Arcania: Gothic 4 has a tutorial. That's kind of a big statement from the new developers of this infamously tough medieval hack-and-slash RPG series. They're giving us time to get a feel for their sprawling world before launching every pointy thing they can at our soft, pulpy faces.
New developers (Spellbound, makers of Desperados 2), new rules. Even so, the foundations are familiar: it's another story of an unnamed hero, his home village razed by the King's warring forces. He journeys across the land, three separate islands this time, picking up quests, perfecting skills, raiding dungeons and heading inexorably towards a showdown with the monarch.
Gothic has always been an open-world RPG that shaped itself around your actions, and Spellbound are following that tradition.
But veterans of the series will notice a softening of the game's attitude toward the player. Is that a minimap? Are those quest markers? They are. Arcania is a big place, where you'll be battling intensely. Necessary help now adorns every facet, and although it can be toggled off to return the game to something akin to the nasty Gothic attitude of old, Gothic 4 will never be as challenging as its forbears.
The combat is pacier and it's easier to adapt to whatever situation you find yourself in. Your hero's abilities range from melee to magic – all highly tweakable with a skill-tree that allows points to be distributed along lots of branches rather than locking him into a specific path. The nuts and bolts of skeleton-whacking remain pleasingly direct, the meatless bone-hags crumbling under your mighty sword blows, and there's a lock-on system that'll target the nearest enemy. Your choice of weapons defines how you'll fight: stats, sizes and weights change your movement speed, and some creatures and enemies will be immune to certain assaults. Their attack patterns are all unique, giving you cause to explore the potential of your character's powers. Merely spamming the hit button won't do when you're face-to-knee with a troll, but using the in-game combo marker that causes your sword to glow at the right time will see the giant sliced down to size.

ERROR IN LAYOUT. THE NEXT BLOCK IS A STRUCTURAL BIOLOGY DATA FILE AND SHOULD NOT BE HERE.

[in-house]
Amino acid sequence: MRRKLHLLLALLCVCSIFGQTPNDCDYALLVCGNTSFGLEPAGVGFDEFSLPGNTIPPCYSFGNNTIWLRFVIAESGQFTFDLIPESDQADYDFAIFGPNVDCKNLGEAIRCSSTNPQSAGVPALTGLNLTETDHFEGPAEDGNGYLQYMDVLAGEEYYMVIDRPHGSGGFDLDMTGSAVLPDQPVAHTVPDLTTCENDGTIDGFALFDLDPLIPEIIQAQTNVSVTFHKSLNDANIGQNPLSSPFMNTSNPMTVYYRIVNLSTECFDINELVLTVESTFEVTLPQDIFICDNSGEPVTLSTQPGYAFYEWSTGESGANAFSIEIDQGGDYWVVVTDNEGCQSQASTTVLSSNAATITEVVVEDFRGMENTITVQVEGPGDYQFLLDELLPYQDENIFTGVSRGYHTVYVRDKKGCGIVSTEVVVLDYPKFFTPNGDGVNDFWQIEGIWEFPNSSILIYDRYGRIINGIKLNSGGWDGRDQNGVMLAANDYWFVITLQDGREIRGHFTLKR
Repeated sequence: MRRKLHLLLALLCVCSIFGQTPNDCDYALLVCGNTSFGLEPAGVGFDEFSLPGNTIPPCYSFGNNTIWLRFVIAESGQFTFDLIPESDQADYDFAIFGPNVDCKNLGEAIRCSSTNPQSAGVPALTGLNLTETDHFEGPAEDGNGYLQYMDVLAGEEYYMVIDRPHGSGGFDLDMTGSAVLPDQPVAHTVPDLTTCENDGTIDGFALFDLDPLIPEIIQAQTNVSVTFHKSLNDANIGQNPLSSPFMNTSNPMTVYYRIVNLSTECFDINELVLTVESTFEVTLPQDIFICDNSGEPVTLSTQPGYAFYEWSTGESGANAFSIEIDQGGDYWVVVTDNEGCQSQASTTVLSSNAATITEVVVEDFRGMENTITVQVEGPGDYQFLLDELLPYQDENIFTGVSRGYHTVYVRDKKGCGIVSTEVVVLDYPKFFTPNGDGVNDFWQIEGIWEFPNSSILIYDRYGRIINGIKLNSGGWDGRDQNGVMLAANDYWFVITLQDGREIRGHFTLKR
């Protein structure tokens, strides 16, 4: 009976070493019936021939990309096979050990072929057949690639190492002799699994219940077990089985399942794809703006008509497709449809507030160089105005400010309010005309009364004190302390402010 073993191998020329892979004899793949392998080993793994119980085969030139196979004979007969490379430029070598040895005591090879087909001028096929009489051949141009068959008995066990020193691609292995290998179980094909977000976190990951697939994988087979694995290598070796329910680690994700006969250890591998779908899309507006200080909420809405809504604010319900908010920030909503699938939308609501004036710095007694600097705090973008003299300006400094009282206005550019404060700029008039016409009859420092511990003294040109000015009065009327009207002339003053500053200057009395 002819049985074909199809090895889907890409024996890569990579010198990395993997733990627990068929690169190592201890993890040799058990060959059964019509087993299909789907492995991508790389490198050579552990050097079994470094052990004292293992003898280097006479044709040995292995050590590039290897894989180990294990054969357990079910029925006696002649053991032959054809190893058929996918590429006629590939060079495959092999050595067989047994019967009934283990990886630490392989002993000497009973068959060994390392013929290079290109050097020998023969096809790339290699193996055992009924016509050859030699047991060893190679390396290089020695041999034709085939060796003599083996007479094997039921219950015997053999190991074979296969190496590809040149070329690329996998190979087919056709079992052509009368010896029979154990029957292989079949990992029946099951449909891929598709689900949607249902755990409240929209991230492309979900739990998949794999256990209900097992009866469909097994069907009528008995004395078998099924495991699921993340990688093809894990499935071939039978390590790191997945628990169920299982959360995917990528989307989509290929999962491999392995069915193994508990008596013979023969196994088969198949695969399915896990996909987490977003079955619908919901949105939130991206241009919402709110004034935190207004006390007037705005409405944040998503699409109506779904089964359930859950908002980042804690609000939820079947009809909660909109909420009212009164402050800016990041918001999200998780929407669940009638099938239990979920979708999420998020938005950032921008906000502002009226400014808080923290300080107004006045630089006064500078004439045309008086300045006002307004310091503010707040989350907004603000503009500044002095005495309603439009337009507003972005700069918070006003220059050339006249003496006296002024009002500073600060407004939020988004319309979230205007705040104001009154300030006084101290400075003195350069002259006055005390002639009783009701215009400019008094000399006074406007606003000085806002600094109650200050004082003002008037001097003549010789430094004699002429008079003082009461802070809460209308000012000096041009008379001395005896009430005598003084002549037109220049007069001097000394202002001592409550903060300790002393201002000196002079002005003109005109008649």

Plucking the game from the arms of another developer, one so in tune with the niche audience they're creating Arcania for, hasn't stopped Spellbound from taking some bold steps towards a more playable game. It's been a good while since a hack-and-slash RPG made much a of splash, and the previous Gothic games were always too difficult to engender much support beyond the fanbase. Spellbound's tweaks to the formula risk offending that loyal following, but they're the right thing to do.
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